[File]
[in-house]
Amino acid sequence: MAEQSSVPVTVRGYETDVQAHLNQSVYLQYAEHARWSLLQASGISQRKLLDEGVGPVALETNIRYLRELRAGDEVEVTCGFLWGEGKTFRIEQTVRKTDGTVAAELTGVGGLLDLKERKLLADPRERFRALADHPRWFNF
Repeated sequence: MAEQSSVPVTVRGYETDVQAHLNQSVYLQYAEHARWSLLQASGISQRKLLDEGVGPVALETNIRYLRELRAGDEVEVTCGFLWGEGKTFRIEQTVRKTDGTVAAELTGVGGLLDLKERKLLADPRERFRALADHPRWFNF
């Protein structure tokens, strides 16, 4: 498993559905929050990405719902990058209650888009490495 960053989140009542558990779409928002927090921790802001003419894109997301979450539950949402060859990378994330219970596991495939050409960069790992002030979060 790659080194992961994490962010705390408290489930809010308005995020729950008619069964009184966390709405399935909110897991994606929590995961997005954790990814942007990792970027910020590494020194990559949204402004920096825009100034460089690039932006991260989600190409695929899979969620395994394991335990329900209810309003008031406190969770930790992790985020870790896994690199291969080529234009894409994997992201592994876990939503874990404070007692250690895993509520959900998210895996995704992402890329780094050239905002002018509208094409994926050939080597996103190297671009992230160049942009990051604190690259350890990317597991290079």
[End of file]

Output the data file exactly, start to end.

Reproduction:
[in-house]
Amino acid sequence: MAEQSSVPVTVRGYETDVQAHLNQSVYLQYAEHARWSLLQASGISQRKLLDEGVGPVALETNIRYLRELRAGDEVEVTCGFLWGEGKTFRIEQTVRKTDGTVAAELTGVGGLLDLKERKLLADPRERFRALADHPRWFNF
Repeated sequence: MAEQSSVPVTVRGYETDVQAHLNQSVYLQYAEHARWSLLQASGISQRKLLDEGVGPVALETNIRYLRELRAGDEVEVTCGFLWGEGKTFRIEQTVRKTDGTVAAELTGVGGLLDLKERKLLADPRERFRALADHPRWFNF
């Protein structure tokens, strides 16, 4: 498993559905929050990405719902990058209650888009490495 960053989140009542558990779409928002927090921790802001003419894109997301979450539950949402060859990378994330219970596991495939050409960069790992002030979060 790659080194992961994490962010705390408290489930809010308005995020729950008619069964009184966390709405399935909110897991994606929590995961997005954790990814942007990792970027910020590494020194990559949204402004920096825009100034460089690039932006991260989600190409695929899979969620395994394991335990329900209810309003008031406190969770930790992790985020870790896994690199291969080529234009894409994997992201592994876990939503874990404070007692250690895993509520959900998210895996995704992402890329780094050239905002002018509208094409994926050939080597996103190297671009992230160049942009990051604190690259350890990317597991290079």